UK: Inflation Begins Its Journey Up Towards 2%

For various quirky reasons, UK inflation nudged higher in January, a move that is set to continue and take headline CPI to 2% by year-end. But will this last in 2022? We aren't so sure, and this implies higher inflation is unlikely to be a major concern for the Bank of England.

Money, Grab, Teeth, Currency, Finance

January inflation surprised on the upside

UK inflation has swung around a bit since Covid-19 began, and January was no different. Higher restaurant/hotel prices (despite being closed) and a lower-than-usual post-Christmas drag from transport prices were among the factors that allowed CPI to drift up to 0.7%.

This upward trend is set to continue, given that by April, we’ll no longer be comparing current petrol prices to pre-pandemic levels. That, and a 9% rise in the household energy price cap will lift headline CPI to the 1.5% area in the second quarter. Throw in some spillover effect from higher transportation costs (owing to both Brexit and worldwide shipping disruption), then headline inflation is like to be at, or possibly a tad above, the 2% target by the end of the year.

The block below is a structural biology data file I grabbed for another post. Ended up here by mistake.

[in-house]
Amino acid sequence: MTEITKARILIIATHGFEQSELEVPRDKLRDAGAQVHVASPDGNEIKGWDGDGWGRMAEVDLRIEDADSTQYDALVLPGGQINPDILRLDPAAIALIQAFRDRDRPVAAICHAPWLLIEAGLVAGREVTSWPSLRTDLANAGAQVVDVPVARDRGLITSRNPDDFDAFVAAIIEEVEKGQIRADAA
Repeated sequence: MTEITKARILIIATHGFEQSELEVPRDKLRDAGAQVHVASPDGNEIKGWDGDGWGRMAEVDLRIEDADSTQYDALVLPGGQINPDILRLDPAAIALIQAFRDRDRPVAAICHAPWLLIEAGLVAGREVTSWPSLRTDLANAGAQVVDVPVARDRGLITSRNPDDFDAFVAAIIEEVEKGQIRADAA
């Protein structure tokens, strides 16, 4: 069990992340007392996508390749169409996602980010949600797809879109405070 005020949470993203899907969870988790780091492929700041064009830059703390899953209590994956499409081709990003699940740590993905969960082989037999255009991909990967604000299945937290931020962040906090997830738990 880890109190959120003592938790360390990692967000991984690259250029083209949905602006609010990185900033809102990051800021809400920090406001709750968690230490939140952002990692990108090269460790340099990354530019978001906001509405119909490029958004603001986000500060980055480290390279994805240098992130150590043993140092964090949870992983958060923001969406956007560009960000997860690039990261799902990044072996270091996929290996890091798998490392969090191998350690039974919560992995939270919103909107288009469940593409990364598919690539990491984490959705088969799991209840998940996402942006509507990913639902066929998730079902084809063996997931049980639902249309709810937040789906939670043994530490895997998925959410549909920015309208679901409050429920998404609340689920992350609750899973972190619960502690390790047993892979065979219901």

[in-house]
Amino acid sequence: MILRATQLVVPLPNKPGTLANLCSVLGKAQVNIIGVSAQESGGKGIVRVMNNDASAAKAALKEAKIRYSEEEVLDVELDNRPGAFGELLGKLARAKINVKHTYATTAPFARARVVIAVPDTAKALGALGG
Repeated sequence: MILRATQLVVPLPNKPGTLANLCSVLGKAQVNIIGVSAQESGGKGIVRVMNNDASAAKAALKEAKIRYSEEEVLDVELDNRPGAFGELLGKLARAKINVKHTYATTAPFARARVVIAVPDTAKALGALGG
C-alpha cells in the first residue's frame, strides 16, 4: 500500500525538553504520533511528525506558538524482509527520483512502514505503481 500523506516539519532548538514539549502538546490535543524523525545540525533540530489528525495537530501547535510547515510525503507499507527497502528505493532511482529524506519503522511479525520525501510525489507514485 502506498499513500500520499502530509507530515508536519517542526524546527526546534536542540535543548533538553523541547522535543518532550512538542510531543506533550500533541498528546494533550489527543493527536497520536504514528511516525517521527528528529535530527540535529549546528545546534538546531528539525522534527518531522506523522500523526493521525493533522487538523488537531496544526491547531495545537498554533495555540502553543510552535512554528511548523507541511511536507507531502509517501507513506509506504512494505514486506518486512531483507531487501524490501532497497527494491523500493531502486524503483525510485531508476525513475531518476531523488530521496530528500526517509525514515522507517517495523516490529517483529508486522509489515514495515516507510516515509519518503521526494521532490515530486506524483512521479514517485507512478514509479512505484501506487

But will it last? Perhaps not...

But the question for the Bank of England (BoE) is whether this lasts - and as we wrote in much more detail earlier in the week, there are reasons to think it won’t. We expect headline CPI to dip below target again in 2022.

Partly, this is because the expected rise to 2% is mostly down to energy - core will continue to be pretty stable. Importantly, we also don’t expect a massive spillover from the pent-up demand story. 

Elevated savings levels are likely to translate into decent consumer spending from the spring (albeit with some caveats), and this is likely to benefit services more than goods. We expect headline CPI to dip below target again in 2022

But despite the huge fall in consumer service demand during the pandemic, inflation hasn’t really slowed in these categories - with the exception of hospitality, which has benefited from a VAT cut. Services inflation is, by and large, much less volatile than for goods - and we expect the same to be broadly true this year. The new 2021 weights, reflecting weaker 2020 services consumption, will also partially limit the effect of any price pressures here.

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